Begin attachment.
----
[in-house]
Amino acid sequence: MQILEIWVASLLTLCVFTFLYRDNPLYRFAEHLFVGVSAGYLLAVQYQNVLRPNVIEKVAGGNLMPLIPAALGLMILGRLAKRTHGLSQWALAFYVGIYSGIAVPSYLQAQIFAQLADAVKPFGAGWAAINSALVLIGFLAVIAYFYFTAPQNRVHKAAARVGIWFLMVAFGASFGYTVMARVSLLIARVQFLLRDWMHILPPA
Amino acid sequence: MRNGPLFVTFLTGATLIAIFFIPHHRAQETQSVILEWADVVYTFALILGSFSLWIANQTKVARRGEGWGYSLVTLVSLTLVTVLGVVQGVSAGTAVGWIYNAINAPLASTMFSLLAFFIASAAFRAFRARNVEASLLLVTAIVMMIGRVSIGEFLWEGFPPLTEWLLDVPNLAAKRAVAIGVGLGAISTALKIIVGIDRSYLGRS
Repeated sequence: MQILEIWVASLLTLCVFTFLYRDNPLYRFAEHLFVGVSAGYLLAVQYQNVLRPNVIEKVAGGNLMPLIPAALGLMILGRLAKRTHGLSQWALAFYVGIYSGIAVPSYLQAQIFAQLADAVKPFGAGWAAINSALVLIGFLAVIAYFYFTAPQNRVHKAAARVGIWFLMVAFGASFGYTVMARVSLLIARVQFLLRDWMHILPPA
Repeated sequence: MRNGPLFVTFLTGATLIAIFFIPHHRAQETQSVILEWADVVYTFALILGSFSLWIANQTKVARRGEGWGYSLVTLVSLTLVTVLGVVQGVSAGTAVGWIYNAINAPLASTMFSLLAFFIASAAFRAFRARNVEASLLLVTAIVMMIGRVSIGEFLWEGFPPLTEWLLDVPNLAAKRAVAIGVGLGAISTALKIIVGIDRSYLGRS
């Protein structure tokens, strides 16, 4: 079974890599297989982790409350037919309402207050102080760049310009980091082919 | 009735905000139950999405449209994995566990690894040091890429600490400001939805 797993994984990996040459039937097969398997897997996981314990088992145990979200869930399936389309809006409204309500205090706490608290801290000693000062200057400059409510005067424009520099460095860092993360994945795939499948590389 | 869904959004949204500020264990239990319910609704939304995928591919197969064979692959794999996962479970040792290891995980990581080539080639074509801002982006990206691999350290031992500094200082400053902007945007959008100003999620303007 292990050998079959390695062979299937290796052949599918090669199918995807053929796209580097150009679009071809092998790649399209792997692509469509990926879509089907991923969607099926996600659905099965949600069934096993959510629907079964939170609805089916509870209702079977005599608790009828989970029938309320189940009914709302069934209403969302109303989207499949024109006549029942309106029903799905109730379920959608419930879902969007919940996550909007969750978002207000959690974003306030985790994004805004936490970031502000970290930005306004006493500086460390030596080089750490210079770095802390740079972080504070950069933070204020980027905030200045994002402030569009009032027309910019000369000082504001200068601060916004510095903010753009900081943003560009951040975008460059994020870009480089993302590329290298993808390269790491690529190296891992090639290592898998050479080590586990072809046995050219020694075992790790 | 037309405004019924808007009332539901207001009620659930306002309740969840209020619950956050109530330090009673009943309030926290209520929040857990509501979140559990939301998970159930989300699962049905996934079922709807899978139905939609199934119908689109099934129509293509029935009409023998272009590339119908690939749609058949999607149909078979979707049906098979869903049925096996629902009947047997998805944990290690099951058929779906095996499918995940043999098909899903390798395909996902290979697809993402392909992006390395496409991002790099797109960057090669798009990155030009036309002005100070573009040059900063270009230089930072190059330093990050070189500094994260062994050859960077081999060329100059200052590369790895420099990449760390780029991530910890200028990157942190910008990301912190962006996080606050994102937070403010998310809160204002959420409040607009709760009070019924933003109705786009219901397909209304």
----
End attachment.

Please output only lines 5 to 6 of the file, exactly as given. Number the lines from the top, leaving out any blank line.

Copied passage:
Repeated sequence: MRNGPLFVTFLTGATLIAIFFIPHHRAQETQSVILEWADVVYTFALILGSFSLWIANQTKVARRGEGWGYSLVTLVSLTLVTVLGVVQGVSAGTAVGWIYNAINAPLASTMFSLLAFFIASAAFRAFRARNVEASLLLVTAIVMMIGRVSIGEFLWEGFPPLTEWLLDVPNLAAKRAVAIGVGLGAISTALKIIVGIDRSYLGRS
């Protein structure tokens, strides 16, 4: 079974890599297989982790409350037919309402207050102080760049310009980091082919 | 009735905000139950999405449209994995566990690894040091890429600490400001939805 797993994984990996040459039937097969398997897997996981314990088992145990979200869930399936389309809006409204309500205090706490608290801290000693000062200057400059409510005067424009520099460095860092993360994945795939499948590389 | 869904959004949204500020264990239990319910609704939304995928591919197969064979692959794999996962479970040792290891995980990581080539080639074509801002982006990206691999350290031992500094200082400053902007945007959008100003999620303007 292990050998079959390695062979299937290796052949599918090669199918995807053929796209580097150009679009071809092998790649399209792997692509469509990926879509089907991923969607099926996600659905099965949600069934096993959510629907079964939170609805089916509870209702079977005599608790009828989970029938309320189940009914709302069934209403969302109303989207499949024109006549029942309106029903799905109730379920959608419930879902969007919940996550909007969750978002207000959690974003306030985790994004805004936490970031502000970290930005306004006493500086460390030596080089750490210079770095802390740079972080504070950069933070204020980027905030200045994002402030569009009032027309910019000369000082504001200068601060916004510095903010753009900081943003560009951040975008460059994020870009480089993302590329290298993808390269790491690529190296891992090639290592898998050479080590586990072809046995050219020694075992790790 | 037309405004019924808007009332539901207001009620659930306002309740969840209020619950956050109530330090009673009943309030926290209520929040857990509501979140559990939301998970159930989300699962049905996934079922709807899978139905939609199934119908689109099934129509293509029935009409023998272009590339119908690939749609058949999607149909078979979707049906098979869903049925096996629902009947047997998805944990290690099951058929779906095996499918995940043999098909899903390798395909996902290979697809993402392909992006390395496409991002790099797109960057090669798009990155030009036309002005100070573009040059900063270009230089930072190059330093990050070189500094994260062994050859960077081999060329100059200052590369790895420099990449760390780029991530910890200028990157942190910008990301912190962006996080606050994102937070403010998310809160204002959420409040607009709760009070019924933003109705786009219901397909209304």